The first round of renovations to facilitate the implementation of direct supervision and installation of full-body X-ray scanners are nearly complete at the Central Nova Scotia Correctional Facility.
Officials took journalists on a tour of the reworked north unit at the facility in Burnside on Tuesday. The jail currently houses about 220 inmates, both male and female. Of that, 161 are men. Women are housed in the east unit, men in the north and west units. There is no south unit.
Tim Carroll, superintendent of the Burnside jail, provided the tour of one of the four north unit day rooms, a large wedge-shaped area with cells for up to 62 inmates in two tiers across the wider end. A central open area features fixed metal tables with attached stools.
The renovations removed a wall that separated two smaller day rooms.
“We broke down this wall and expanded so that with this large area, initially we will be having the inmates come in and simply be housed in here and they will participate in recreational programs, academic programs, (and) cognitive therapy programs both on and off the unit,” Carroll said.
When the north unit is finished in late June, the same thing will be done to the west unit, taking about five months to complete. In total, the work reduces seven small day rooms into four larger ones and costs $6.8 million.
A work station for correctional officers is also situated in the day room, in front of the access doors at the narrow end of the wedge. Carroll said two officers will be at the station most of the time, although complete staffing details are still being worked out.
“(Previously,) officers would come into the day room, do security rounds at a minimum every half hour and then also enter the day room to address any inmate issues that may exist,” Carroll said. “There would be periods of time when the officers were not present in the day room.”
Direct supervision is already in place at the Northeast Nova Scotia Correctional Facility in Pictou County.
Jim Hayman, a correctional services trainer in direct supervision who worked in the Northeast jail, said the use of active, continuous supervision decreases distance between staff and inmates and helps create rapport.
“It’s very important for everyone involved to have a normal, adult relationship just as we do anywhere else, so it’s not an opposing force, them and us,” Hayman said. “We’re all living together, working together and we’re trying to help the person access things they need for their return to the community.”
The east unit houses the women inmates and has a different configuration and method of supervision. There are no plans to change that at the moment.
The installation of the body scanners is also nearly finished.
Chris Collett, executive director of Correctional Services, said the department expects them to be ready by the end of this week. There will be a training period before they are put into full use, expected to be by mid-June.
The Soter RS-model scanners are being purchased from OD Security, a Dutch company. The cost for each scanner, with installation and training, is $198,000. The Burnside jail will have two, one for the men’s side and one for the women’s unit. The Cape Breton, Northeast and Southeast correctional facilities in Sydney, Pictou County and Yarmouth, respectively, will each have one.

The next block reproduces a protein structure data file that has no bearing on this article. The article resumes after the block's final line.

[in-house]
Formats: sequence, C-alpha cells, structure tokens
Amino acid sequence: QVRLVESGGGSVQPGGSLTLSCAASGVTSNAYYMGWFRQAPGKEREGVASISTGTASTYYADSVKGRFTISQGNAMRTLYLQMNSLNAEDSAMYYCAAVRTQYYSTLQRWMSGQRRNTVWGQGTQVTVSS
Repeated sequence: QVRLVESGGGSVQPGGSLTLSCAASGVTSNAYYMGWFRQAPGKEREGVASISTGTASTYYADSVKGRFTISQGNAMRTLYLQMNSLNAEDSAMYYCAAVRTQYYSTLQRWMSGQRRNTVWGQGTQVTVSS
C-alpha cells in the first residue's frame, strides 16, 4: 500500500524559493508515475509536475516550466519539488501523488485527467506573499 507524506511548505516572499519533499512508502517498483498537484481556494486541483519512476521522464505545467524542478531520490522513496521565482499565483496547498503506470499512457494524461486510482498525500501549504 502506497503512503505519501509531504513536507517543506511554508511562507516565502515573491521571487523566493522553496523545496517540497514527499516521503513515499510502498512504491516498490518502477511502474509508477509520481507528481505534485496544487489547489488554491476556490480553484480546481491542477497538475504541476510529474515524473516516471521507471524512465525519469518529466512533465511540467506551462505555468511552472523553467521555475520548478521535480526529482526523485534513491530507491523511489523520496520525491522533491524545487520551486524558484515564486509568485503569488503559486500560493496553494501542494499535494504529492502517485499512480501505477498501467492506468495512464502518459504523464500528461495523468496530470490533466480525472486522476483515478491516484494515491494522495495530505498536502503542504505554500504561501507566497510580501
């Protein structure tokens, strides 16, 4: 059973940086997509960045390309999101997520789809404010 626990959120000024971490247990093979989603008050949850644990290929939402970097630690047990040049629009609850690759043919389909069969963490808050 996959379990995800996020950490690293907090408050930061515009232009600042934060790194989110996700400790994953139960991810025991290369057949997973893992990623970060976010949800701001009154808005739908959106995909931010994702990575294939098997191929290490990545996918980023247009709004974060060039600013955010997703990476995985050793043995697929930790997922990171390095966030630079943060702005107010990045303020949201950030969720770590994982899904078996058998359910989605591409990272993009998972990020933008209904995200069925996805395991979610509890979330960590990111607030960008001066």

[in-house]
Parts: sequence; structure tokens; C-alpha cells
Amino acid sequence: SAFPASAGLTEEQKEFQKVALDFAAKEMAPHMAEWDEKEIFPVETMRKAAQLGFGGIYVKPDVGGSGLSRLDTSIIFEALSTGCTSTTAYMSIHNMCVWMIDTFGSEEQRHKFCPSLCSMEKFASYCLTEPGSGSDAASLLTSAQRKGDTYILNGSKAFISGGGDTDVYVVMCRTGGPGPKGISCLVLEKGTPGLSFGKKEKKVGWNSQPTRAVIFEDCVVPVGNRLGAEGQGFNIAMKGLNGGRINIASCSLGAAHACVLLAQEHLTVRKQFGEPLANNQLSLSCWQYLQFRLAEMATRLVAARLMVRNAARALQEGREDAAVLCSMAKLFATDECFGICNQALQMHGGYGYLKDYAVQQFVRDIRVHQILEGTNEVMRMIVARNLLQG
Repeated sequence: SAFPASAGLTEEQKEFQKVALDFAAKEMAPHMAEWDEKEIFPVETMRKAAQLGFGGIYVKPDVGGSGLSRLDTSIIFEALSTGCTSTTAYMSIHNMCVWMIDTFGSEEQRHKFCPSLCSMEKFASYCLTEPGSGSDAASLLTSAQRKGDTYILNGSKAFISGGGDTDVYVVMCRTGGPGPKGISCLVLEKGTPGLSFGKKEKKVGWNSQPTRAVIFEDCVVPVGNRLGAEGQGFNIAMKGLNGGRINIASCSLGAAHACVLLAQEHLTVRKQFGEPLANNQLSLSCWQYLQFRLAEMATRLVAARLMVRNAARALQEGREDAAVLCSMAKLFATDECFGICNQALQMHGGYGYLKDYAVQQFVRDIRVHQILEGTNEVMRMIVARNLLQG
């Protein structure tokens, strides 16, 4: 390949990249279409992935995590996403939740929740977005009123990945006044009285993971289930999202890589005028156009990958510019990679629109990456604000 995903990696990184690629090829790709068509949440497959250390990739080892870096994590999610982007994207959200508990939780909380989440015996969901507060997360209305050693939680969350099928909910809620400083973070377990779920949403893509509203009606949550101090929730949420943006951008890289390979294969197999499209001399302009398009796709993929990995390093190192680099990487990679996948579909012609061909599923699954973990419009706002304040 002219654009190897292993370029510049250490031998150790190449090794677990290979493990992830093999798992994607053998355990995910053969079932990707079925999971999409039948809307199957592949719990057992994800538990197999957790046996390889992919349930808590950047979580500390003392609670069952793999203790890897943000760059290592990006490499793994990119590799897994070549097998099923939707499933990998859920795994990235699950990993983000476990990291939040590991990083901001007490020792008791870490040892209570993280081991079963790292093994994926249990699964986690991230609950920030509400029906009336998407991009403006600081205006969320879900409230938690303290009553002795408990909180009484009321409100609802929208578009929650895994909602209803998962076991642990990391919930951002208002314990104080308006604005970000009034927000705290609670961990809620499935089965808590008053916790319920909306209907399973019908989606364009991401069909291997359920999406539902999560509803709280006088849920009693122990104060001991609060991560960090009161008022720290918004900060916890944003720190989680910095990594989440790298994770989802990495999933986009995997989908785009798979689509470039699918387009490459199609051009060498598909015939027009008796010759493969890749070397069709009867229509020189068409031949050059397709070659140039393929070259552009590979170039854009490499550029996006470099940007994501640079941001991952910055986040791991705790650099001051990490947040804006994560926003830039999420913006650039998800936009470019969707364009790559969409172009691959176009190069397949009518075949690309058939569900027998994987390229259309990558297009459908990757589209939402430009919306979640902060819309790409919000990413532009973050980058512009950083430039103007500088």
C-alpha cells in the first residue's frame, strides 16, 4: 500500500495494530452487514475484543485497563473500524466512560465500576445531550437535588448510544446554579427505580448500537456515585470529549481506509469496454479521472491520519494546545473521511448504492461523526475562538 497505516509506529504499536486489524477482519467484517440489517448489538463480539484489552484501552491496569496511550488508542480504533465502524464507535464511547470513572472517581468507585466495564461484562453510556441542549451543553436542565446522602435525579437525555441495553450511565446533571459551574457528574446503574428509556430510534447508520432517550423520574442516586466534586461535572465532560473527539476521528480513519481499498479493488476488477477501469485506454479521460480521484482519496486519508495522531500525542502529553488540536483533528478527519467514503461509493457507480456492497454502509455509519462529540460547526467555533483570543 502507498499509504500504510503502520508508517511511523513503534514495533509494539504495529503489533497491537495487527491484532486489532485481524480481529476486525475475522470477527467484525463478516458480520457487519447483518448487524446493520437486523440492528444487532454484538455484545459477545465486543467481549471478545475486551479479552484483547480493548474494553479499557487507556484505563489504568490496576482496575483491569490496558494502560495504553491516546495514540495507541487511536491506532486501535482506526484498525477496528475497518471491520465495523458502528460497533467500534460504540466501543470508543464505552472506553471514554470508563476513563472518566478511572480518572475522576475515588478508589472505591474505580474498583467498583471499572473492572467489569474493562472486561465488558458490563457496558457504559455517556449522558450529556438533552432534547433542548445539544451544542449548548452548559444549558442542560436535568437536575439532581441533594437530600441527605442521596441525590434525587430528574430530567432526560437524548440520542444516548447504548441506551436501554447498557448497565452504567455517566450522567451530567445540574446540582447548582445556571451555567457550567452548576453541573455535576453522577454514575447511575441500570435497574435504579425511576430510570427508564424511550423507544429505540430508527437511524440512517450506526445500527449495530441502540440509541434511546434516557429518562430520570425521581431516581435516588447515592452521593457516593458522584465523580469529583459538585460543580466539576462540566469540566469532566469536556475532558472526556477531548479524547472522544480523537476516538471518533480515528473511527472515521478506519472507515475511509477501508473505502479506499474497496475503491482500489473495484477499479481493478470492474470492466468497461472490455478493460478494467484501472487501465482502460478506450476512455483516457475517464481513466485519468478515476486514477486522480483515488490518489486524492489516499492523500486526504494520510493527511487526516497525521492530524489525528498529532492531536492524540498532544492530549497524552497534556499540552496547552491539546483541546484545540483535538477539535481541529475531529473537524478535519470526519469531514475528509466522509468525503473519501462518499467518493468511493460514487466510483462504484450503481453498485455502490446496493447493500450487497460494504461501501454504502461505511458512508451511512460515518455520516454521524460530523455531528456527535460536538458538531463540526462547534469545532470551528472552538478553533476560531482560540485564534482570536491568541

The scanners will be used to ensure inmates being admitted are not carrying contraband within their body or body cavities. Visitors will not have to go through the scanners.
The technology is already in use in Ontario, B.C. and Alberta, Scoville said.
Dave Mills, manager of policy and programs for Correctional Services, said the low-dose X-rays used in the process have been determined to be of little risk. One scan exposes a person to 0.25 microsieverts of radiation, equivalent to eating two bananas, he said.
Asked if inmates being admitted would have the choice to opt for a physical search instead of the scan, Collett said that’s not in the plans but there still is the ability to do a strip search.
“It would be our intention that they use the body scanners,” he said. “We would have to deal with that on a case-by-case basis. The experience in Ontario (is) they haven’t had that problem.”
He said Ontario offers an amnesty box so people being admitted have the chance to put anything they’re carrying in a box on the way in.
“They have to clean out the amnesty box every week because you give them the opportunity to give it up, so a lot of times you don’t get a positive scan,” he said. “(But) we expect we’ll see challenges in everything we do.”
The jail also hosted a community group fair to help connect inmates with representatives of 22 community partners, advocacy groups and government agencies. The tour and community fair coincides with Correctional Services Week.
Scoville said it helps inmates connect with groups that may assist them with rehabilitation and reintegration.
“It’s extremely important that we provide the supports necessary to help people as they leave the correctional environment, that they’re actually able to have those services prior to being released,” he said.
One of the people taking part in the fair was Ashley Avery, women and youth services co-ordinator with Coverdale, a communitybased organization providing services for women in the criminal justice system.
“We do in-reach to Burnside twice a month so this is giving us an opportunity to come and network with other folks who are providing services to women who are being criminalized in the community, and to meet with folks and let them know our services are out there,” Avery said.
“It’s very exciting. It shows that they’re committed to connecting the community with women and with other prisoners, so it’s exciting and it’s really wonderful that they’re seeing the value and the worth of community resources, and how important it is to make sure that those connections are made.”